A potluck will be held on Wednesday, beginning at 6:30 PM with a presentation on the Bread and Roses Strike at 7:15 PM.  Bring a dish and your voice.  All are welcome.  A $10.00 donation will go to Occupy San Francisco and ILWU Local 21 EGT Fighting Fund, Longview, WA.  No one will be turned away due to lack of funds.  Artists and poets include David Rovics, Renee Gibbons, Alice Rogoff, The Rocking Solidarity Chorus, Halie Hammer, Mary Rudge and others.  LaborFest organizes events on labor and culture for the month of July every year, 2012 marking the nineteenth year of July events sponsored by the organization.  Events for January 2012 will be posted at laborfest.net.

Jesus Barraza and Melanie Cervantes are graphic arts collaborators in their project Dignidad Rebelde.  The poster products from this teamwork reflect community struggles, visions of hope and assertions of dignity.  Their subject matter embraces a wide humanity, recognizing that “the history of the majority of people worldwide is a history of colonialism, genocide, and exploitation.”  Barraza, an activist printmaker based in San Leandro, CA, is co-founder of ten12, a collective of digital artists, and Taller Tupac Amaru, a studio devoted to screen printing.  Barraza has taught and exhibited widely, including Chicago, El Paso, New York, San Francisco, Santa Fe, Tokyo, Bolivia and Mexico.  Cervantes, who holds a BA in Ethnic Studies from the University of California, Berkeley, is an Xicana activist-artist who serves justice movements with her artistic vision.  She has exhibited in Austin, Chicago, Los Angeles, and San Francisco, and her art has reached audiences worldwide.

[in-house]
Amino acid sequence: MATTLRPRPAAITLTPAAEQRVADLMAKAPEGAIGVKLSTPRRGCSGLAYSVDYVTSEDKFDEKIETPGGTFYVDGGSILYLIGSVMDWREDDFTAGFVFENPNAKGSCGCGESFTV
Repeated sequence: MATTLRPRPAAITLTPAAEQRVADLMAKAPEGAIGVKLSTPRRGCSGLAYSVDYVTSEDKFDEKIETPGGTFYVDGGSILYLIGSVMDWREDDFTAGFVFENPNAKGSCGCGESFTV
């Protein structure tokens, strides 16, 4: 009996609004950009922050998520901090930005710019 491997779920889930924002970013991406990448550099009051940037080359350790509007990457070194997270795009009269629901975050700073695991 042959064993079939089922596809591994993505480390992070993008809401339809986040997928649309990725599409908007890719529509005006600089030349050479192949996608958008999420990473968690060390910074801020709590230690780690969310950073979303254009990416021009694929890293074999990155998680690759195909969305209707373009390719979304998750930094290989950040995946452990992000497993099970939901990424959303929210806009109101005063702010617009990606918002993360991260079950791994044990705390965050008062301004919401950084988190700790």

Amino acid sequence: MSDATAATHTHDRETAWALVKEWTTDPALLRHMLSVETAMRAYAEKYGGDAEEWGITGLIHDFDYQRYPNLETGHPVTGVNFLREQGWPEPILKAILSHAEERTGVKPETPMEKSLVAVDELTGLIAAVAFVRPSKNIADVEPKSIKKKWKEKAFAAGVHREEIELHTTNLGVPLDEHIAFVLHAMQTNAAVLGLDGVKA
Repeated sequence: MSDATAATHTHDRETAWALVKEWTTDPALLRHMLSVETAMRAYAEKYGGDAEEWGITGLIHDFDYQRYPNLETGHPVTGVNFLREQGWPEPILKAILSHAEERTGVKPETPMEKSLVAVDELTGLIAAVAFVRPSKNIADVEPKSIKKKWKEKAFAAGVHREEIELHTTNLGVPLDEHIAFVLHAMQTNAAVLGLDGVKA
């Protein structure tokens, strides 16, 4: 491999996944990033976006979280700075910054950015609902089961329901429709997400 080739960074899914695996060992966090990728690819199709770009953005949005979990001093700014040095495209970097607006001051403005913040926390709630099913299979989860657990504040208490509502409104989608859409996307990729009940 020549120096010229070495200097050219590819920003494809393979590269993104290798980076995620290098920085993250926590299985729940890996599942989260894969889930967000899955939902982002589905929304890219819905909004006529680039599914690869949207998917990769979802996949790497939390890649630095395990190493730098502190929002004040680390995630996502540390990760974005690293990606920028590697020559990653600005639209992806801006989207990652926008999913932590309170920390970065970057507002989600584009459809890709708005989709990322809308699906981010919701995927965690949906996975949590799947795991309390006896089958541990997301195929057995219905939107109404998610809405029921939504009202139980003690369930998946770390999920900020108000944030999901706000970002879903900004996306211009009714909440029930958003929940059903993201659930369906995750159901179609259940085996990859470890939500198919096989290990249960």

The muralist Mike Conner is a former member of IBEW as an electrician and is now a member of IATSE Local 1 at the Metropolitan Opera in New York City.  His art has been focused on labor themes for decades, where it has been displayed at labor festivals and art exhibitions, including a continuing series called Boss Greed.  He is a continuing contributor to LaborFest, participating in the commemoration of the 1934 San Francisco general strike in 2009 and the 100th Year Commemoration of the Triangle Shirtwaist Factory Fire this year.

Jan Cook has always made art in the context of social issues.  Her early work developed first during the rising awareness of women’s issues in the 1970s and gradually broadened to include labor, race and class perspectives.  Cook studied at the University of Illinois and California State University, Los Angeles, obtaining irrelevant BFA and MFA degrees.  After a few years of experimentation as an illustrator in the movie industry, Cook became involved with the Los Angeles Mural Movement, working with Judy Baca and others.  Moving to San Francisco, the artist continued painting murals and making prints.  Recently Cook has been combining printmaking with digital painting, altering hand-drawn images with found pictures of historical and contemporary news events from the Internet.